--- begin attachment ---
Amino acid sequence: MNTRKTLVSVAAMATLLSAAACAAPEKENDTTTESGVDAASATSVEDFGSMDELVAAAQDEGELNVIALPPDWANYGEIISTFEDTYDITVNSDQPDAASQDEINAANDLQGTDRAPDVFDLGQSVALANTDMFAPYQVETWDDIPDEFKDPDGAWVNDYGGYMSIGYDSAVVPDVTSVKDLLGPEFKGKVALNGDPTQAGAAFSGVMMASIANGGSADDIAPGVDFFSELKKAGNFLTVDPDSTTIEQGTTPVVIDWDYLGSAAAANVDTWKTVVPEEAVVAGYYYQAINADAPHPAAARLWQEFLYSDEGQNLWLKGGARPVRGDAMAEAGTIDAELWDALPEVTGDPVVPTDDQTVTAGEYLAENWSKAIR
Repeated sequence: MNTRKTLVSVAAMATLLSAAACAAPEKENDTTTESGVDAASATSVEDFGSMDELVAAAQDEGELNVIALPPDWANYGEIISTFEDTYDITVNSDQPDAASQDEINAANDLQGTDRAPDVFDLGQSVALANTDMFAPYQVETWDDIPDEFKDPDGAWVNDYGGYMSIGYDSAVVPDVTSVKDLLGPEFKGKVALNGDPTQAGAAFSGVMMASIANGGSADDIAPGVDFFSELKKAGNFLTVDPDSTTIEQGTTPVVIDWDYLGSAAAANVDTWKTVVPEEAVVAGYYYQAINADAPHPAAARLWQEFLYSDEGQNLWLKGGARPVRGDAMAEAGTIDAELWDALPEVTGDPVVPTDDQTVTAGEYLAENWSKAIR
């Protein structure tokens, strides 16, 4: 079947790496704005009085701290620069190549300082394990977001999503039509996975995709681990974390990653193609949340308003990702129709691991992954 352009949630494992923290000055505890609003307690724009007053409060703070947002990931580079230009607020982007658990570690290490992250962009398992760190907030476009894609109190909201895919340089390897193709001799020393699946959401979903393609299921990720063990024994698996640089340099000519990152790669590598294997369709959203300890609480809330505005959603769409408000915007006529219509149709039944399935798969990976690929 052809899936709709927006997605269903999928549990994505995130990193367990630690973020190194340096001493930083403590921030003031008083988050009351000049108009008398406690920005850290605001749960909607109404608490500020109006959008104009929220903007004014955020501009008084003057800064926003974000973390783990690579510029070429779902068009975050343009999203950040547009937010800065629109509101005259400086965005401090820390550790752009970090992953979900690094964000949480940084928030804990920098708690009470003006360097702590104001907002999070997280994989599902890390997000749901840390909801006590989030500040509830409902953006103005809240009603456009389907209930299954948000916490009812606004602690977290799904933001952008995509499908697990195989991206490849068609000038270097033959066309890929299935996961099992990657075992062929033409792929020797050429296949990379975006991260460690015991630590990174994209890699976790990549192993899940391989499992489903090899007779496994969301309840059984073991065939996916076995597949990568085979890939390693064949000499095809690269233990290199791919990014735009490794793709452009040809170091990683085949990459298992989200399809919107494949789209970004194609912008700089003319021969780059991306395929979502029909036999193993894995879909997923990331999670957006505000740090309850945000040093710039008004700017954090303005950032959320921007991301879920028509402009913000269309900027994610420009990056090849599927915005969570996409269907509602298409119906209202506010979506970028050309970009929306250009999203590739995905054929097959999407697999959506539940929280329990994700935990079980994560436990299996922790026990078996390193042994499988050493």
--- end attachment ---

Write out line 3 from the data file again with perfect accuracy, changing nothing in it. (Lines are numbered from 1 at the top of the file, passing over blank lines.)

């Protein structure tokens, strides 16, 4: 079947790496704005009085701290620069190549300082394990977001999503039509996975995709681990974390990653193609949340308003990702129709691991992954 352009949630494992923290000055505890609003307690724009007053409060703070947002990931580079230009607020982007658990570690290490992250962009398992760190907030476009894609109190909201895919340089390897193709001799020393699946959401979903393609299921990720063990024994698996640089340099000519990152790669590598294997369709959203300890609480809330505005959603769409408000915007006529219509149709039944399935798969990976690929 052809899936709709927006997605269903999928549990994505995130990193367990630690973020190194340096001493930083403590921030003031008083988050009351000049108009008398406690920005850290605001749960909607109404608490500020109006959008104009929220903007004014955020501009008084003057800064926003974000973390783990690579510029070429779902068009975050343009999203950040547009937010800065629109509101005259400086965005401090820390550790752009970090992953979900690094964000949480940084928030804990920098708690009470003006360097702590104001907002999070997280994989599902890390997000749901840390909801006590989030500040509830409902953006103005809240009603456009389907209930299954948000916490009812606004602690977290799904933001952008995509499908697990195989991206490849068609000038270097033959066309890929299935996961099992990657075992062929033409792929020797050429296949990379975006991260460690015991630590990174994209890699976790990549192993899940391989499992489903090899007779496994969301309840059984073991065939996916076995597949990568085979890939390693064949000499095809690269233990290199791919990014735009490794793709452009040809170091990683085949990459298992989200399809919107494949789209970004194609912008700089003319021969780059991306395929979502029909036999193993894995879909997923990331999670957006505000740090309850945000040093710039008004700017954090303005950032959320921007991301879920028509402009913000269309900027994610420009990056090849599927915005969570996409269907509602298409119906209202506010979506970028050309970009929306250009999203590739995905054929097959999407697999959506539940929280329990994700935990079980994560436990299996922790026990078996390193042994499988050493």